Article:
Protecting Client Data With PCI Hosting Compliance
With the expanded use of cloud computing in business and the explosion in the online use of credit cards in the past two decades, the security of sensitive financial information has become vitally important to companies conducting business over the internet. Massive data breaches at companies like Sony, TJX and Barnes and Noble and at credit card processors like Global Payments have potentially exposed millions of unsuspecting customers to unauthorized bank withdrawals, identity theft and criminal misuse of their credit cards. To combat the problem with a uniform approach, the five major credit card brands (MasterCard, American Express, Discover, Visa and JCB) formed the Payment Card Industry Security Standards Council (PCI) in 2004.
PCI Security Standards
The security standards adopted by PCI replaced the previous system in which each card brand administered its own security process, which required merchants who tried to comply with card security best practices to reconcile up to five different sets of recommendations. The PCI Security Standard has three primary compliance areas, the PCI Data Security Standard (DSS), the Payment Application Data Security Standard (PADSS), and the Personal Identification Number Transaction System (PTS). PADSS governs the physical use of credit cards in stores and restaurants and restricts the manner and types of data that merchants can retain. PTS prevents PIN numbers from being stored together with account information, which would potentially give thieves easy account access. PADSS and PTS provide individual cardholders with security against data theft when using their cards in physical locations. The DSS provides online merchants with secure ways to store the information of thousands of customers.
Compliance with the PCI Data Security Standard
The DSS has six control objectives for assuring data security. PCI DSS compliance requires building a secure network with a robust firewall and unique system passwords. Compliant data protection requires secure storage and permits the movement of sensitive data only after it has been encrypted. Compliant data centers must deploy a vulnerability management program to safeguard their systems and applications against viruses and malware. Cardholder data access must be restricted by allowing it only on a business need-to-know basis, but requiring unique IDs for each user, and by tightly controlling physical access to data. DSS compliance requires regular testing and monitoring of access and user accounts. Finally, data centers must maintain a dynamically reviewed and updated security policy. A subsequent policy addition gives data centers guidelines for wireless network deployments that are DSS-compliant. The PCI Compliance Guide is a good place to get more information about the PCI data security standard.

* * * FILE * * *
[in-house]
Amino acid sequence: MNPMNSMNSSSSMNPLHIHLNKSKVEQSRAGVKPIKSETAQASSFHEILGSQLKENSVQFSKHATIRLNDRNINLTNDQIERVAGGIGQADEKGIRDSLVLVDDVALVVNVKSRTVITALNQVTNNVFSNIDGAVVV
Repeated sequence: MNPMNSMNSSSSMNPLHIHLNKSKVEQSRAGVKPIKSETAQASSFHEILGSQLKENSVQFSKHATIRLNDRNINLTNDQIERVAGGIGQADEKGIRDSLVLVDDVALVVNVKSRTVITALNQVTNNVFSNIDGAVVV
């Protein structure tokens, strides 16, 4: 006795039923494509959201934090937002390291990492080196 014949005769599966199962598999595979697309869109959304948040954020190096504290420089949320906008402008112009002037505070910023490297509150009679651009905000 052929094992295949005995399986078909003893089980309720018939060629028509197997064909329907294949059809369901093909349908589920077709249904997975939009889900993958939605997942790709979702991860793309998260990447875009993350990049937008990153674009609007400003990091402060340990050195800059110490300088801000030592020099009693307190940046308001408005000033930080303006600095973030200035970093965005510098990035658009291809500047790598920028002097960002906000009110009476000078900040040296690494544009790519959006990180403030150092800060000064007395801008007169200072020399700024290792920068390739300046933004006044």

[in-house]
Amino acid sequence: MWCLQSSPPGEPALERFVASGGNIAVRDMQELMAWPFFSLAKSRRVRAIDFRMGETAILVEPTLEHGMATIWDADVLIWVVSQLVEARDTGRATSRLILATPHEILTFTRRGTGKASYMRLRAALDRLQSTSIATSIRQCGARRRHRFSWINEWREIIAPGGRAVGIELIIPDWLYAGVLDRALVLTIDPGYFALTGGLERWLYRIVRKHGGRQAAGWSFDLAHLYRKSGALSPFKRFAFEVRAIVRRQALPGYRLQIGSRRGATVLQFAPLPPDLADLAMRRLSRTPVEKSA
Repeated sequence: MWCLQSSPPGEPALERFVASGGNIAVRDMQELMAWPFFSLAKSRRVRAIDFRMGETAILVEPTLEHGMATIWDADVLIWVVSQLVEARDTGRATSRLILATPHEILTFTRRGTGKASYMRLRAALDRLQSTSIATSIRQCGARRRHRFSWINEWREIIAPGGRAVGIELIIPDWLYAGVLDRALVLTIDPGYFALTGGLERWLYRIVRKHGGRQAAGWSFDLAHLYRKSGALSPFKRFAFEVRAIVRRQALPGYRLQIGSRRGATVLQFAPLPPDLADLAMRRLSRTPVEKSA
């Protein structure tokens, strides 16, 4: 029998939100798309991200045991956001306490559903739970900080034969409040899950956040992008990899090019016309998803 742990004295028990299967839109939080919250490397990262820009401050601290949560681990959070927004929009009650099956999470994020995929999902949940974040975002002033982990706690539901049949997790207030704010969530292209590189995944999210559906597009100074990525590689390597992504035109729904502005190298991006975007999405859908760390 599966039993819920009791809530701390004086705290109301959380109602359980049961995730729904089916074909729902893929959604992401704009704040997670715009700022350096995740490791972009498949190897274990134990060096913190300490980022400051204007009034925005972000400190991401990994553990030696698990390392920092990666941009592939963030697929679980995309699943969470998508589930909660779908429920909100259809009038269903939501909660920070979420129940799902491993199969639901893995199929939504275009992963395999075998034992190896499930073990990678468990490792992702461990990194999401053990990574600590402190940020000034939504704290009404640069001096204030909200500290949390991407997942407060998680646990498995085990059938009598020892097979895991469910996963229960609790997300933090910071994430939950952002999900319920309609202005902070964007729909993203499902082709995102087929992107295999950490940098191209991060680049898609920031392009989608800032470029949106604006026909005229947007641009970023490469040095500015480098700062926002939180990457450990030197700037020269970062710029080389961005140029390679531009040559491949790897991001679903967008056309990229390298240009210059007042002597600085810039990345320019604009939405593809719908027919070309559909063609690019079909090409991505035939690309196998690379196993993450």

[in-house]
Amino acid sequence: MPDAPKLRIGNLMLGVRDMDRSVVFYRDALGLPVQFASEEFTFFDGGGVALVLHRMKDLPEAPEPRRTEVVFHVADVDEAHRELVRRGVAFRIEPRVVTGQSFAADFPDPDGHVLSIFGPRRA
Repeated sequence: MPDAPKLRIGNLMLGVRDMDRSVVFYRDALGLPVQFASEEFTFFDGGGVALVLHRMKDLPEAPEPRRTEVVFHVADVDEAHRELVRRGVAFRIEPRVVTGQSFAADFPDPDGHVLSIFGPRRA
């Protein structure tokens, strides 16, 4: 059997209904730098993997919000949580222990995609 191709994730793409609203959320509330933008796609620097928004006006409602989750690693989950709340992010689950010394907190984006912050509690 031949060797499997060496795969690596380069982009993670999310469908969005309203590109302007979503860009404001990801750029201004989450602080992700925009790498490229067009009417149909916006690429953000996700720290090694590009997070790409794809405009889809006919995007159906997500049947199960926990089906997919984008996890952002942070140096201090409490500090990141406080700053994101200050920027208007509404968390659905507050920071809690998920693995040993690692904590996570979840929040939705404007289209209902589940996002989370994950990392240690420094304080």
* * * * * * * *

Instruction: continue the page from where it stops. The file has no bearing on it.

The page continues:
Why Compliance is Important
Compliance with the PCI DSS standard is required by the five card brands for both merchants and for PCI hosting companies. Compliance must be formally validated by an independent third party assessor for everyone except the smallest merchants, who must implement the procedures nevertheless. Assessors certify that the conditions were met, but it is the responsibility of the certified company to maintain compliance between inspections. PCI says that the goal is not compliance, it is security, and notes that in each case of a major breach the targeted company was not in compliance at the time of the incident.
Certified compliance is obviously important because the damage to the reputation of merchants who suffer data breaches because a catastrophic loss of business may result. Additionally, the card brands may levy fines and require the breached company to cover the cost the banks incur to reissue cards. The government may also investigate to establish that the stolen credit card information is not being used to finance terrorism or organized crime, a situation which may require 20 years of comprehensive audits. The potential costs of a breach make it critical that merchants select ecommerce partners who adhere to the highest standards of DSS compliance.
Ecommerce has opened up a global pool of potential customers for merchants, but the downside has been a proliferation of hackers and cyber-thieves. Following the safety precautions laid out by PCI will reduce the risks and allow secure transactions over the internet.
Photo by Purple Slog on Flickr
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